Wie belt er nou nog? De veranderende opbrengst van de telefoontap – G. Odinot en D. de Jong
    Mogelijkheden en beperkingen van de internettap – J.J. Oerlemans
    Opsporingsbevoegdheden en privacy; een internationale vergelijking – J.B.J. van der Leij
    Undercoveroperaties: een noodzaakelijk kwaad? Heden, verleden en toekomst van een omstreden opsporingsmiddel – E.W. Kruisbergen en D. de Jong
    De exfiltratie van verdachte en veroordeelde criminelen; over de onmisbaarheid van een effectieve regeling voor coöperatieve criminele getuigen – C. Fijnaut

    Organisatie: WODC
    Plaats uitgave: Den Haag

    Document te vinden bij

    Voorwoord te vinden bij

    Summaries at


    Het gebruik van de telefoon- en internettap in de opsporing

    De minister van Justitie heeft tijdens een Algemeen Overleg over tapstatistieken toegezegd een onderzoek te laten verrichten naar de effectiviteit van telefoon- en internettaps (TK 2009-2010, 30 517, nr. 16).
    Dit rapport heeft als doel inzicht te bieden in het feitelijk gebruik van de telefoon- en internettap bij opsporing van strafbare feiten. In het onderzoek wordt uitgegaan van een getrapte vraagstelling:
    Hoe wordt in Nederland gebruikgemaakt van de telefoon- en internettap tijdens het opsporingsproces?
    Hoe wordt in enkele andere West-Europese landen (Engeland en Wales, Duitsland en Zweden) met dit opsporingsmiddel omgegaan?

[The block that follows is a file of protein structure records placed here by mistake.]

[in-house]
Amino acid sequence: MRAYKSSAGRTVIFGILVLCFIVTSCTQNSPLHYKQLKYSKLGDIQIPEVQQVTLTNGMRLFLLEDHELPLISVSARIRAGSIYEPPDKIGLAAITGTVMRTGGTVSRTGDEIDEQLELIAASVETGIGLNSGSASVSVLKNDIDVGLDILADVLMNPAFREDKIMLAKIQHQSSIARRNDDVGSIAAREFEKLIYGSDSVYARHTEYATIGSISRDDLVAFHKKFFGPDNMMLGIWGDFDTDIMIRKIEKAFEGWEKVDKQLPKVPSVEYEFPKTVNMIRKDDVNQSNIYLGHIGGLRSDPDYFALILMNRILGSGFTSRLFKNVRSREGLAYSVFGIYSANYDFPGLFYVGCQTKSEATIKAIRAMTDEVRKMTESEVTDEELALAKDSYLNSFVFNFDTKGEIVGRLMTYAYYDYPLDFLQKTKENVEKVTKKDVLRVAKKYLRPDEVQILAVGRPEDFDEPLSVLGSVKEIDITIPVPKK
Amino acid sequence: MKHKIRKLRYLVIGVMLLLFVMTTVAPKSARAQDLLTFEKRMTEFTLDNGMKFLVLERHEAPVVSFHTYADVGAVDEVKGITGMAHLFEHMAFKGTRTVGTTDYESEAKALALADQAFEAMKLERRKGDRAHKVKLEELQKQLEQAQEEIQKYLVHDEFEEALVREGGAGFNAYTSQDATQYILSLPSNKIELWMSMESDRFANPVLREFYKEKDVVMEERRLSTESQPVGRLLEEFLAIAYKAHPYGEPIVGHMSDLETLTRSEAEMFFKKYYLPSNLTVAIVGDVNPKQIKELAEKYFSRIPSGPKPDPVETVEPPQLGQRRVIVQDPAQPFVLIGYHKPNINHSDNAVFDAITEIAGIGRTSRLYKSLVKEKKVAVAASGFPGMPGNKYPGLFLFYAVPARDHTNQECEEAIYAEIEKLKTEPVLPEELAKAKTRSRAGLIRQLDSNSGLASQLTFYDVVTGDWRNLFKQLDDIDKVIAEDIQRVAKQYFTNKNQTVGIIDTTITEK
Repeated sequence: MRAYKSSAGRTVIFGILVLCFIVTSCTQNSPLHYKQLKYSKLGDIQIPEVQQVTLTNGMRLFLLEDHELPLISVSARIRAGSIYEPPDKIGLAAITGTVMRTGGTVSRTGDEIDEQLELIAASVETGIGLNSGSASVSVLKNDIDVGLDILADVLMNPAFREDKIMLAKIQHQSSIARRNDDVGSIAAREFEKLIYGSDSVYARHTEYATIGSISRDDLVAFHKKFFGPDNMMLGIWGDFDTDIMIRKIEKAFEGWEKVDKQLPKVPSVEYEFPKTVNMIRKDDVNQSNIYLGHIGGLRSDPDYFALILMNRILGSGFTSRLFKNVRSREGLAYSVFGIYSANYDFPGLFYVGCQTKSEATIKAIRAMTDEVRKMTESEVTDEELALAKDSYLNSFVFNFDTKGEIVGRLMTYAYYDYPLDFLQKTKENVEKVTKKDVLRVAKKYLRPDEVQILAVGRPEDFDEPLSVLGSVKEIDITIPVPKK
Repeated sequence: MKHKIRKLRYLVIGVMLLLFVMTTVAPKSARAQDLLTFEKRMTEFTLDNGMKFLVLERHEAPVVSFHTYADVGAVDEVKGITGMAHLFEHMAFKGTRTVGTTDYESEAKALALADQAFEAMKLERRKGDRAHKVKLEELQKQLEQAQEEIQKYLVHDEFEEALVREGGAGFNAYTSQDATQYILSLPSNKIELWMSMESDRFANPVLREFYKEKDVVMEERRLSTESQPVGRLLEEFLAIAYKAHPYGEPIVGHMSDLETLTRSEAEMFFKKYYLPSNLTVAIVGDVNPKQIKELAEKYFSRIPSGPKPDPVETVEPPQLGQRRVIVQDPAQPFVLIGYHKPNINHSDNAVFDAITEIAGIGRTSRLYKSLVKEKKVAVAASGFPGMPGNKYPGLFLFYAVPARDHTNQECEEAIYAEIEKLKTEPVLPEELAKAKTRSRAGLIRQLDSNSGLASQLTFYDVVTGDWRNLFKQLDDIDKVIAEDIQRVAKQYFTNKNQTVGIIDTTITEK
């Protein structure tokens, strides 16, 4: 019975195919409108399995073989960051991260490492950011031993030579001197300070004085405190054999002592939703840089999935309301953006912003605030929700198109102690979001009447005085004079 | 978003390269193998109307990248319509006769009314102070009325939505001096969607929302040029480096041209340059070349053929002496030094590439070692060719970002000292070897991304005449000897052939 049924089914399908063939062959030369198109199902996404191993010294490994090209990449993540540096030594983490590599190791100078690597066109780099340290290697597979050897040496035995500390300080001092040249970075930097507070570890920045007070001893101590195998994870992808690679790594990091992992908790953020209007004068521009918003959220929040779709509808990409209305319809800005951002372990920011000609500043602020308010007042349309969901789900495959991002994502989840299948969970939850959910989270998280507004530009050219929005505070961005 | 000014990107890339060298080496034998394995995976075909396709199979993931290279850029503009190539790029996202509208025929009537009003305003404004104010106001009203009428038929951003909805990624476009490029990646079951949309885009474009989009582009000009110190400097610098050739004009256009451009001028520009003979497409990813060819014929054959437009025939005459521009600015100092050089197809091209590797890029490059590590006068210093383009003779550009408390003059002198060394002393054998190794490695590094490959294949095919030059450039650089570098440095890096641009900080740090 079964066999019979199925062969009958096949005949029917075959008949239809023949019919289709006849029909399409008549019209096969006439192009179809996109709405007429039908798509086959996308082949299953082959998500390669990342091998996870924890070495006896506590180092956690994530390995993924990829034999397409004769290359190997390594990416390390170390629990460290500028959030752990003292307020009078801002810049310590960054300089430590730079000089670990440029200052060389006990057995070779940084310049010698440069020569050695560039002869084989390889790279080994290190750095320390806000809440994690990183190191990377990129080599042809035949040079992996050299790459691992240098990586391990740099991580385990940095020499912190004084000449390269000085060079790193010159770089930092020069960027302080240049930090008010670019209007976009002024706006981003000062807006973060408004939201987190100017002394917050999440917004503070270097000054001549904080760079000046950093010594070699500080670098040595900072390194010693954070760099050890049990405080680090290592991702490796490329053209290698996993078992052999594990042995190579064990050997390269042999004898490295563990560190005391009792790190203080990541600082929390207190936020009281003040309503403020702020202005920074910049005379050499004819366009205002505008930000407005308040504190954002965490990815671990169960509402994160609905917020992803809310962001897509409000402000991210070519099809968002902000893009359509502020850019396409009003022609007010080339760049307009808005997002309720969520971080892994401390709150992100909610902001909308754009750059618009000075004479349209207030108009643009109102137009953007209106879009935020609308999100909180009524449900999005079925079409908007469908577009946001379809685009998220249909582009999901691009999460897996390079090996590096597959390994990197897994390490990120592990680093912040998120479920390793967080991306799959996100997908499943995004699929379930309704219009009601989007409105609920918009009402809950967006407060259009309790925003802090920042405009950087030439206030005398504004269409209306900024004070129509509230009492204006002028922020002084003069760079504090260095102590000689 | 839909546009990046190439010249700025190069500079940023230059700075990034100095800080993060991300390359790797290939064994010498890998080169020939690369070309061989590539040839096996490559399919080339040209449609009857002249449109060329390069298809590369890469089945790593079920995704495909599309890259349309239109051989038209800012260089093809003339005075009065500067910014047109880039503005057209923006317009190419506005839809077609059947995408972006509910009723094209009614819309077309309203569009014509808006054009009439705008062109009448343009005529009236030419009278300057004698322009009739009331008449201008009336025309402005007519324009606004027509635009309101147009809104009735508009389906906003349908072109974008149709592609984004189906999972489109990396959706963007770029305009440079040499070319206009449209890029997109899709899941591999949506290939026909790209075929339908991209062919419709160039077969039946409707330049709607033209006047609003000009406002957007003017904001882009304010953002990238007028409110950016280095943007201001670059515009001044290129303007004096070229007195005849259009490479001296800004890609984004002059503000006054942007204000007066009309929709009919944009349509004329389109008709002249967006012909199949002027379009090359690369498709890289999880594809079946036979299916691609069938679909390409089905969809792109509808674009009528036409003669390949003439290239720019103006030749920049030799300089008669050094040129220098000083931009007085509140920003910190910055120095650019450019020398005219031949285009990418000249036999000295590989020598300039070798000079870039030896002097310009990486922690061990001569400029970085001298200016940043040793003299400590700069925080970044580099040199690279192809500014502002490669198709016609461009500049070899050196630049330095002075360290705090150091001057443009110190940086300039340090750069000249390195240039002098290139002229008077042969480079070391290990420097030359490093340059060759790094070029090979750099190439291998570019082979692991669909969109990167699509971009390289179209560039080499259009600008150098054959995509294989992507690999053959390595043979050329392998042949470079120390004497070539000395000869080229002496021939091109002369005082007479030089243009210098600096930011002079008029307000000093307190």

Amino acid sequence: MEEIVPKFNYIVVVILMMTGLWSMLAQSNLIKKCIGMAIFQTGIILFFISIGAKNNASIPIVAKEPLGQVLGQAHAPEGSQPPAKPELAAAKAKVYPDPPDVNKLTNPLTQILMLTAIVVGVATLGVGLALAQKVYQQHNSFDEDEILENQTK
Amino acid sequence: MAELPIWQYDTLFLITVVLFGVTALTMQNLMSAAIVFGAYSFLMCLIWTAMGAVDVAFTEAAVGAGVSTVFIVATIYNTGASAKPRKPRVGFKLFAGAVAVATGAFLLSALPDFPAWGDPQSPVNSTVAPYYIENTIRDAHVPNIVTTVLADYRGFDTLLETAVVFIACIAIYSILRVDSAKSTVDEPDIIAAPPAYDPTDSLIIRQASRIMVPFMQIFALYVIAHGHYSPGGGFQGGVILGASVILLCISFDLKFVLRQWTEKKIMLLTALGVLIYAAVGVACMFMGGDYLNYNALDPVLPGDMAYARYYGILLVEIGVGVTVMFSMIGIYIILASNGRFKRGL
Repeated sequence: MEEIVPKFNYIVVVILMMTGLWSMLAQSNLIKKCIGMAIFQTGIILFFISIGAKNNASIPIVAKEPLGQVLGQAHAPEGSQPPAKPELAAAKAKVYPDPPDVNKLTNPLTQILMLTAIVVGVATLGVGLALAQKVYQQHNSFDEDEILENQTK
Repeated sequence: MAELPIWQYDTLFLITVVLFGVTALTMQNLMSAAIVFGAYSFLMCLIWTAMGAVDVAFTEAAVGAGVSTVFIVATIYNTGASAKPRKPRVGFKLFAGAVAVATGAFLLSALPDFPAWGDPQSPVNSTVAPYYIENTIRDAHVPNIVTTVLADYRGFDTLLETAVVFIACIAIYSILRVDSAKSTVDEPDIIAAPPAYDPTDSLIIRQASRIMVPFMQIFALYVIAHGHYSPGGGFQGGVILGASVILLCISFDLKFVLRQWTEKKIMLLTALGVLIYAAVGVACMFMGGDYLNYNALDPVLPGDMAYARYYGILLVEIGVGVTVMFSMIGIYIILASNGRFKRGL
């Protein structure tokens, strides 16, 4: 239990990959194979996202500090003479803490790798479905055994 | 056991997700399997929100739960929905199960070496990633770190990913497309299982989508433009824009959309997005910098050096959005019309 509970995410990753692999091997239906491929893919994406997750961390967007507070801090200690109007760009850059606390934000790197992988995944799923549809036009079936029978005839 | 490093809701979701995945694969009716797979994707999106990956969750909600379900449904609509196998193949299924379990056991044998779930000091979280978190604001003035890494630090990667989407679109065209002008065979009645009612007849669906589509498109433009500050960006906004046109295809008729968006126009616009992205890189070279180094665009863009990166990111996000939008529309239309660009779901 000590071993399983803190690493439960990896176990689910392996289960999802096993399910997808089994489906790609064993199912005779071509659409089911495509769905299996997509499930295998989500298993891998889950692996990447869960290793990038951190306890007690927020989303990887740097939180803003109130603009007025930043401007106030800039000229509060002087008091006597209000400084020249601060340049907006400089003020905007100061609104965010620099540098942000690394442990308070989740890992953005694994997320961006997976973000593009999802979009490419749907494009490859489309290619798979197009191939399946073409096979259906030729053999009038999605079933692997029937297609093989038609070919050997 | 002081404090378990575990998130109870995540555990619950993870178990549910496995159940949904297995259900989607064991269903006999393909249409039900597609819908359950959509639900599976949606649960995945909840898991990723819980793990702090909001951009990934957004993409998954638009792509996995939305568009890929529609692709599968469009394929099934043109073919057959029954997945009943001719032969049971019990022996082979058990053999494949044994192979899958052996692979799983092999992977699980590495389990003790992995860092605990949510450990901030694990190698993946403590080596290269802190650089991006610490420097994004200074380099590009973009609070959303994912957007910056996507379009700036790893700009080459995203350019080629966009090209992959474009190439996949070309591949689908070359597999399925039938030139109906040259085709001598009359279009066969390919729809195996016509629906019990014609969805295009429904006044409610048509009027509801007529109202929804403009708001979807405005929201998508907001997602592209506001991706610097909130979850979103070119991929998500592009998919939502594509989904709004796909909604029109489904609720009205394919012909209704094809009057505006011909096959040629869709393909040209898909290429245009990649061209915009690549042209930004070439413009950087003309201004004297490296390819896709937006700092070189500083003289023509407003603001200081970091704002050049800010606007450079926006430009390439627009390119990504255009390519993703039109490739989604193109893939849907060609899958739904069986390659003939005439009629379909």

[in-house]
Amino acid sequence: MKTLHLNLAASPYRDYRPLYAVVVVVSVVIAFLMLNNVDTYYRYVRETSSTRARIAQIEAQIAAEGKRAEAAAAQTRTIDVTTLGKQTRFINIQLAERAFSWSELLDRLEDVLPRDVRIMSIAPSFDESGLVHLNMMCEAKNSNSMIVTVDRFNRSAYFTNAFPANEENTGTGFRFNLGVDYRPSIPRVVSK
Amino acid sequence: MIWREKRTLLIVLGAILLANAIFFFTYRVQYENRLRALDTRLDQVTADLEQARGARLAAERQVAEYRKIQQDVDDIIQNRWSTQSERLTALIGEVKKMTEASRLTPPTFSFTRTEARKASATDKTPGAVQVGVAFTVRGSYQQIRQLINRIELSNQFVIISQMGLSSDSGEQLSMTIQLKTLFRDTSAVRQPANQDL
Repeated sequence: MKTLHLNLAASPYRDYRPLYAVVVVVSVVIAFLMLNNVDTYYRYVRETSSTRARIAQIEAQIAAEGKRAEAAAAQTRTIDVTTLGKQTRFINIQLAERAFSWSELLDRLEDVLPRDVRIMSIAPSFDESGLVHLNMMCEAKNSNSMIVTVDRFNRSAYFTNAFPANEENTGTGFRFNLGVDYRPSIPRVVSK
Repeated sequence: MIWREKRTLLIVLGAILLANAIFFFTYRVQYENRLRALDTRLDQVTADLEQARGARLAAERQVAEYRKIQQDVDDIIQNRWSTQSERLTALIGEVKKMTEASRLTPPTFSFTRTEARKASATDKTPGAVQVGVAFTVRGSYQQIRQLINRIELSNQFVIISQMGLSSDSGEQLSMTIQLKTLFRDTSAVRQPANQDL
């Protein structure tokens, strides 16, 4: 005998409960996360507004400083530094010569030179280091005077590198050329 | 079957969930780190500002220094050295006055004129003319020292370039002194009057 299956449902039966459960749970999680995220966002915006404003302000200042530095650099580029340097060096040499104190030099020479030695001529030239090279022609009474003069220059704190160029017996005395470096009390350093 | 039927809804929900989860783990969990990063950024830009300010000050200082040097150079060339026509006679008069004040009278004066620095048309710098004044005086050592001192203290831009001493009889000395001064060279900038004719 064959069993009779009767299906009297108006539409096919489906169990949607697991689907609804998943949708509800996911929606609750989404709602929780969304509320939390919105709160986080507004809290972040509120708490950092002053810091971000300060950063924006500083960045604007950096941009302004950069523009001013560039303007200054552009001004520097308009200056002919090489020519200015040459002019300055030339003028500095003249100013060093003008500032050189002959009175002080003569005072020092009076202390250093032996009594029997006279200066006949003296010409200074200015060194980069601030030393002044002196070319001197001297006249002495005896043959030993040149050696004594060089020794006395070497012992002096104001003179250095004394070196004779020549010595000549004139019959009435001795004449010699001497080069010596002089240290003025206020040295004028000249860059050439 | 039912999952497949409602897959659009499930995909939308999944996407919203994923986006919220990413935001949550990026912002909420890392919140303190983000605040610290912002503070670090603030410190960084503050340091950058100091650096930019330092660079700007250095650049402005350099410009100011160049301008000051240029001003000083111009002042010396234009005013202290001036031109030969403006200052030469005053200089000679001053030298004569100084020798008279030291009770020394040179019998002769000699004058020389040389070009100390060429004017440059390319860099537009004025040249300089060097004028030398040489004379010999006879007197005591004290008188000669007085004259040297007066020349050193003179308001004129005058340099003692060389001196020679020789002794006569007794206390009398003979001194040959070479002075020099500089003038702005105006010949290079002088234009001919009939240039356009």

Kunnen (grote) verschillen tussen deze landen in het gebruik van dit opsporingsmiddel worden verklaard?
    Deze vraagstelling is uitgewerkt in verschillende onderzoeksvragen, die zich samen laten vatten als: hoe vaak, waarom en wanneer wordt de telefoon- en internettap ingezet, voor hoe lang wordt een tap aangesloten en wat voor een informatie levert het dan op?

    De telefoon- en internetmarkt
    Regulering van tappen in Nederland
    Wat is een tap en hoe komt deze tot stand?
    De tapstatistieken in Nederland
    De telefoontap in de praktijk
    De internettap in de praktijk
    Alternatieven voor de tap
    Het gebruik van de tap in Engeland en Wales
    Het gebruik van de tap in Zweden
    Het gebruik van de tap in Duitsland

    Auteur(s): Odinot, G., Jong, D. de, Leij, J.B.J. van der, Poot, C.J. de, Straalen, E.K. van
    Organisatie: WODC
    Plaats uitgave: Den Haag

    Document te vinden bij

    Samenvatting te vinden bij

    Summary at